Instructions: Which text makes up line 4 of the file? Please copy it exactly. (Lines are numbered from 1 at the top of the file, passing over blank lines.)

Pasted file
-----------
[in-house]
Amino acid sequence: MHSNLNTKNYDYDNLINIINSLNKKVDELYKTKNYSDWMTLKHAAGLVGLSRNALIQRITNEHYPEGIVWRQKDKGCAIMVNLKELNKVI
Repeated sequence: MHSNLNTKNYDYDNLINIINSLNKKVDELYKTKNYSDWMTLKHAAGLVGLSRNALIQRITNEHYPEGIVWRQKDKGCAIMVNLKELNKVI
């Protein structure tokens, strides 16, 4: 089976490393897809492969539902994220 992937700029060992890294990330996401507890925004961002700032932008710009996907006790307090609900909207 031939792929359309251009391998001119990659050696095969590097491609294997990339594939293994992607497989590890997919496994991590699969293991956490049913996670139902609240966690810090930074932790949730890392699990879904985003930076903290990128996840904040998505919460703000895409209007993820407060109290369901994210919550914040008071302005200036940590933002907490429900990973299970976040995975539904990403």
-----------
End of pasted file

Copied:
């Protein structure tokens, strides 16, 4: 089976490393897809492969539902994220 992937700029060992890294990330996401507890925004961002700032932008710009996907006790307090609900909207 031939792929359309251009391998001119990659050696095969590097491609294997990339594939293994992607497989590890997919496994991590699969293991956490049913996670139902609240966690810090930074932790949730890392699990879904985003930076903290990128996840904040998505919460703000895409209007993820407060109290369901994210919550914040008071302005200036940590933002907490429900990973299970976040995975539904990403």